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A life-changing course: Progressing my career and joining WHO

Louisa Ayebare shares her experiences studying MSc Humanitarianism, Conflict and Development, realising her UN dream and being part of an international cohort.

A woman (Louisa Ayebare) smiling while stood on the lawn outside of the United Nations Office in Geneva, with lots of flags from countries across the world in the background.
Louisa spent six months working for the UN in Geneva while studying.

Turning my passion into a career

Studying MSc Humanitarianism, Conflict and Development completely changed my life.

I am from Uganda and have always been interested in development work. Before I started the course, I was working in refugee camps in my home country, supporting people from places like South Sudan, Burundi, Ethiopia and Somalia.

This kind of work was a passion of mine, but I wanted to do more to help people. My dream was to work for the UN in a humanitarianism role, but everything I was interested in required a master’s degree in a relevant subject.

I started to look online for distance learning degrees, and found MSc Humanitarianism, Conflict and Development at Bath. It was right for me and was a fantastic experience. I think that if you have a degree from a UK university you're more marketable for international jobs.

Realising my UN dream and finding my role

I started to apply for remote internships during my degree and found one within the UN. To get into an internship with the UN you either need to have a master’s degree, or be studying for one. Because my degree was part-time, I was able to successfully apply and work alongside studying.

So, I packed up and flew to the United Nations Office in Geneva. I was there for six months; it was an amazing experience.

Since completing my internship and graduating, I have gone on to a role as a consultant for the World Health Organisation (WHO). Without my degree and the experience I gained during my internship, I wouldn’t have had this opportunity.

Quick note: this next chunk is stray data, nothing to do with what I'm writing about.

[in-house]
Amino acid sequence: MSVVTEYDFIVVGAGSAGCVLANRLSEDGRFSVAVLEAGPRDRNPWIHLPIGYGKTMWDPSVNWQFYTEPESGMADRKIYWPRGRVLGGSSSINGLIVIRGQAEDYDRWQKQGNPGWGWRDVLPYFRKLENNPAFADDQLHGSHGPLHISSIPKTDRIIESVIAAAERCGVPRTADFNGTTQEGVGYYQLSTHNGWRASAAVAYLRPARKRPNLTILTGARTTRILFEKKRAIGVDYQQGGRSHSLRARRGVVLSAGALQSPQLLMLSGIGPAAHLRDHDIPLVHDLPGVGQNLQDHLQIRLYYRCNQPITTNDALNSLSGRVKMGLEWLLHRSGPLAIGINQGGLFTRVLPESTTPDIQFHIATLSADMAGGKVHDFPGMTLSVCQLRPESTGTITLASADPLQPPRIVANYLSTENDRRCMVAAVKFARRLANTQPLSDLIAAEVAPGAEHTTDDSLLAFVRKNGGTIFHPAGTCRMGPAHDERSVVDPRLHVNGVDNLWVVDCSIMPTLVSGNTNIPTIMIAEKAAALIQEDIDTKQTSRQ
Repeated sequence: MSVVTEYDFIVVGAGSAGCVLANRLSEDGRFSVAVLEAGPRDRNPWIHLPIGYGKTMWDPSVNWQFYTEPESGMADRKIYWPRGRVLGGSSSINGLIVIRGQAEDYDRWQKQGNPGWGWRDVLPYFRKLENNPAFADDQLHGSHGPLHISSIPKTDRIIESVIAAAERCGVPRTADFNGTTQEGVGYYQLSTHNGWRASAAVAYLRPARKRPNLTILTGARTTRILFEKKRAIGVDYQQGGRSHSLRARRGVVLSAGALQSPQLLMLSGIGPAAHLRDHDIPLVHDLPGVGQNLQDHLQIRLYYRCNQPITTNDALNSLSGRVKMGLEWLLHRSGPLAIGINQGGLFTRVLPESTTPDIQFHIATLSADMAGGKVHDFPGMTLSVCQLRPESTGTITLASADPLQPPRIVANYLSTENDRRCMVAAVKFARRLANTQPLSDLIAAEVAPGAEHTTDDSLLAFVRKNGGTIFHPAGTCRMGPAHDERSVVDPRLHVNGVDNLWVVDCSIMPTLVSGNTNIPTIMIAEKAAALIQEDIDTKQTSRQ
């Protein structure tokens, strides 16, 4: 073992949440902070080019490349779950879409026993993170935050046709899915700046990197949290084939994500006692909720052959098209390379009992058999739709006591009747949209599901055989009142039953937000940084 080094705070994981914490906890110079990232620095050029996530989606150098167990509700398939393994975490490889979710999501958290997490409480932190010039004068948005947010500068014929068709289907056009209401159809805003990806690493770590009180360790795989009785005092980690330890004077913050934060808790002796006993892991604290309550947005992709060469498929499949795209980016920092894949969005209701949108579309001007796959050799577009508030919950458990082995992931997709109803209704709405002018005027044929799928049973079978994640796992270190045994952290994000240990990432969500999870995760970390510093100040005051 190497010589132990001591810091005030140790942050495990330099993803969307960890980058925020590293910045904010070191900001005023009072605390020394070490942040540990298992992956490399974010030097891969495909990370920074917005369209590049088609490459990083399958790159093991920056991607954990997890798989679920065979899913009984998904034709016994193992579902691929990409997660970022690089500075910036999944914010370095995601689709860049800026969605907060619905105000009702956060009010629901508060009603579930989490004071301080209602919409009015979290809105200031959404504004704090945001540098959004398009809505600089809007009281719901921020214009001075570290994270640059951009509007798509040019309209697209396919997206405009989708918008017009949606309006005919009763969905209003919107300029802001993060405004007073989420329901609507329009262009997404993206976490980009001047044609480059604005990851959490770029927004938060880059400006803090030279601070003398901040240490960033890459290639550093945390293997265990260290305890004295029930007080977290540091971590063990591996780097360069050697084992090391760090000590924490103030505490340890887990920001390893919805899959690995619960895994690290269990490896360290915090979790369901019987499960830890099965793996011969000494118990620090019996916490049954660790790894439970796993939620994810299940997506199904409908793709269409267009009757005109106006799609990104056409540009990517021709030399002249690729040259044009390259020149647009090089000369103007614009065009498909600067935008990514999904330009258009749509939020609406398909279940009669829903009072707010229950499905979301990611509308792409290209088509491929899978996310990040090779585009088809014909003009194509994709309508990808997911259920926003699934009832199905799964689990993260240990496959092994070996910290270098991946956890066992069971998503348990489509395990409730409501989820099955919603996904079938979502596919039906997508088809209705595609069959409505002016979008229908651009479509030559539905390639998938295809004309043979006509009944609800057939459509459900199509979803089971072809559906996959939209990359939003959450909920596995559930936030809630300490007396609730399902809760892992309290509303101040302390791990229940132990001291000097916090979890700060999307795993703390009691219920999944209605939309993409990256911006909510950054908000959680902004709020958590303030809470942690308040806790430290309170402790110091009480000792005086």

Making big events safer for everyone

The division I’m part of works on mass gatherings. Our research and expertise means we give recommendations to public officials and organisations planning gatherings that will attract large numbers of people. These include the World Cup in Qatar in 2022 and the 2024 Olympic Games in Paris.

We advise on things like infectious diseases and the risks they present. The overall aim of what we do is to keep everyone safe by making sure effective measures are in place and communicated to individuals attending events.

My role within the team is focused on literature reviews and research. I help to create recommendations and measures for upcoming events by investigating previous infectious diseases and their impact. By learning from past events, we can make future events safer.

A dynamic course with an international cohort

Studying Humanitarianism, Conflict and Development was a great experience. The different people you meet through the course gave me a global perspective; I was able to speak to and learn from like-minded people from all over the world.

The cohort was really diverse. There were people from places in East Asia, Africa and the Caribbean. We used email and WhatsApp to keep in touch, and have continued to share ideas and be social.

The modules on the course were really dynamic, with a focus on things that are happening right now. The residential in Bath, gave me the opportunity to meet and work with my peers, and experience the University in person.

My advice for anyone aspiring to study this course and work in humanitarianism

Just go for it. You might think it’s unachievable, but you don’t know unless you try.

I think having a degree like this from a university like Bath will stand you in good stead. I have a stronger CV now and have been able to progress my career.

Also, don't be afraid to reach out to somebody in your cohort. Nearly everyone will be working in a field that interests you and they will have so much information and advice.

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